(FOX 2) - At 20 weeks, Shelby and Buddy Shuh went to the doctor to find out the gender of their baby.
Instead, they learned their second child would have to battle for her life, suffering from spina bifida, fluid in the brain, a missing kidney and many other issues. They held out hope. Isabella Harmony fought until the very end.
"She was in Children's Hospital for a little over five months and never came home and she passed away on March 8th, 2006," Shelby said.
"Still you hope - I dreamed even if I had to walk her down the aisle in a wheelchair, I envisioned that day," said Buddy. "And when she passed away, part of you is just crushed in that moment," Buddy said.
The toll it would take was more than they could imagine. Inconsolable. At the same time, a young family is trying to figure out how to pay for a funeral.
"I felt like a failure, I wanted to save my daughter and I couldn't, now I couldn't pay for a funeral," Buddy said.
Their relatives rallied around them to help pay for the funeral, but the painful loss stayed with the couple, impacting them emotionally and physically. Over the next few years, Buddy gained more than 200 pounds.
"I have continually struggled with my weight," he said. "And when my daughter passed away in 2006, it got worse."
Buddy took a chance and tried out for The Biggest Loser, a TV show where contestants battle to lose the most weight. Buddy was chosen, landing him a spot on Season 13, where he shared his story about the loss of his daughter.
"I talked about the pain (there was) after she died, to sit in a funeral director's office and not being able to pay for the funeral," Buddy said. "That episode aired and somebody from the TEARS Foundation was a fan of the show."
The TEARS Foundation is a national organization that offers emotional support and financial assistance to help with the cost of infant burial or cremation. Michigan didn't have a chapter. After talking it over, Buddy and Shelby decided it was something they wanted - and needed to do.
"My biggest passion to let people know that you are not alone," Shelby said. "The TEARS Foundation is here to rally around you and support you. We can't bring your child back, but if we can be the arms to hold you up, that's what we want to be."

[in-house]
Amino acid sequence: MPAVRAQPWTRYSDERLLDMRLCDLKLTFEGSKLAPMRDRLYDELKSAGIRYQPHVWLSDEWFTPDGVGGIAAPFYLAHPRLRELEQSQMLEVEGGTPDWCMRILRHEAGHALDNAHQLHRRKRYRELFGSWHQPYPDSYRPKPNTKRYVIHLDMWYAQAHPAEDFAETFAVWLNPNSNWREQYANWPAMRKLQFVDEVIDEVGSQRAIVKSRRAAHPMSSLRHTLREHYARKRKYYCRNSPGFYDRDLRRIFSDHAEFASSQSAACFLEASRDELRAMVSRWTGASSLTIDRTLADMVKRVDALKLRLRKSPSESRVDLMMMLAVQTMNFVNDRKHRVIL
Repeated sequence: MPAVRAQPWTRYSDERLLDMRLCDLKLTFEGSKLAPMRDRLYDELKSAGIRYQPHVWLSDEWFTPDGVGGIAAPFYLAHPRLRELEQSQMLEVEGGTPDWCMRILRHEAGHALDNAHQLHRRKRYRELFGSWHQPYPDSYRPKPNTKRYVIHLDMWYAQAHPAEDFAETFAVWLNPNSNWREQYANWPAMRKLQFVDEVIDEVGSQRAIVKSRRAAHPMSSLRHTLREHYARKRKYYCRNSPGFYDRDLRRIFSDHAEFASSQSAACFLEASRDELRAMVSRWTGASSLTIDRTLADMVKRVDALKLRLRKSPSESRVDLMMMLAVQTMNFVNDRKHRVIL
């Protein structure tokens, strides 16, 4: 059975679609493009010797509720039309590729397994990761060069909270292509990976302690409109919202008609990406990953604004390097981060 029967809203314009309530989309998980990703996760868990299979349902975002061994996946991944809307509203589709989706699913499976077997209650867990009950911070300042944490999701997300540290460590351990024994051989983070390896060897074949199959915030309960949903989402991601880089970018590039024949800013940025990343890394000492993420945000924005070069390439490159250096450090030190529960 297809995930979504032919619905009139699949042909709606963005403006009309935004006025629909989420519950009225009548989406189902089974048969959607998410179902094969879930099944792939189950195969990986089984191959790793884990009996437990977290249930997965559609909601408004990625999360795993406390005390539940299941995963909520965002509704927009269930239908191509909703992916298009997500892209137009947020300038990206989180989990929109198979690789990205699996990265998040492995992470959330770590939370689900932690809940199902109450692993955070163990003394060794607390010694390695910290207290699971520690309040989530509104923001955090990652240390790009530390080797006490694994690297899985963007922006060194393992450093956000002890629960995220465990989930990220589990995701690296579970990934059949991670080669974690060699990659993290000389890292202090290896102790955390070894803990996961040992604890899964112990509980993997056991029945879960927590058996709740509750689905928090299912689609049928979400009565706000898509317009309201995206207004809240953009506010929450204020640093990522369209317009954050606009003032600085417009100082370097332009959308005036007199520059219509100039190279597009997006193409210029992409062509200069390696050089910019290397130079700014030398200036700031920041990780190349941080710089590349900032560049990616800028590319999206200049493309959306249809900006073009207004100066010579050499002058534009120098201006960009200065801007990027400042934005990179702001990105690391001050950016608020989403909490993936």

In Wayne County alone, the Shuhs say they learned 800 families go through a similar loss. About half of them can't afford funeral expenses or a touchstone. That's where the TEARS Foundation comes in.
Through donations and fundraisers like the Valentine's Day Gala or the Rock and Walk in the fall where families gather to celebrate their loved ones, they are able to help bereaving families get through the most difficult times of their lives.
"To let people know they are not alone, because it feels very, very, lonely when you are on this journey that feels like you’re are in this dark place and you feel like no one else gets what is going on," Shelby said. "And the truth is, there is a ton of people."
"We have come to learn that people need touchstones, people need a place to go, a place to remember," Buddy said. "Because they still love and remember their children long after they are gone."
The Shuhs now take their family to a memorial in Wayne every year. Carved in the stone are the names of dozens of young children, including Isabella Harmony, whose memory will live on through the TEARS Foundation.
"We believe that we are honoring her and that her legacy continues," Buddy said. "And her little, 5-month-old life impacts whole state. That gives us great joy."
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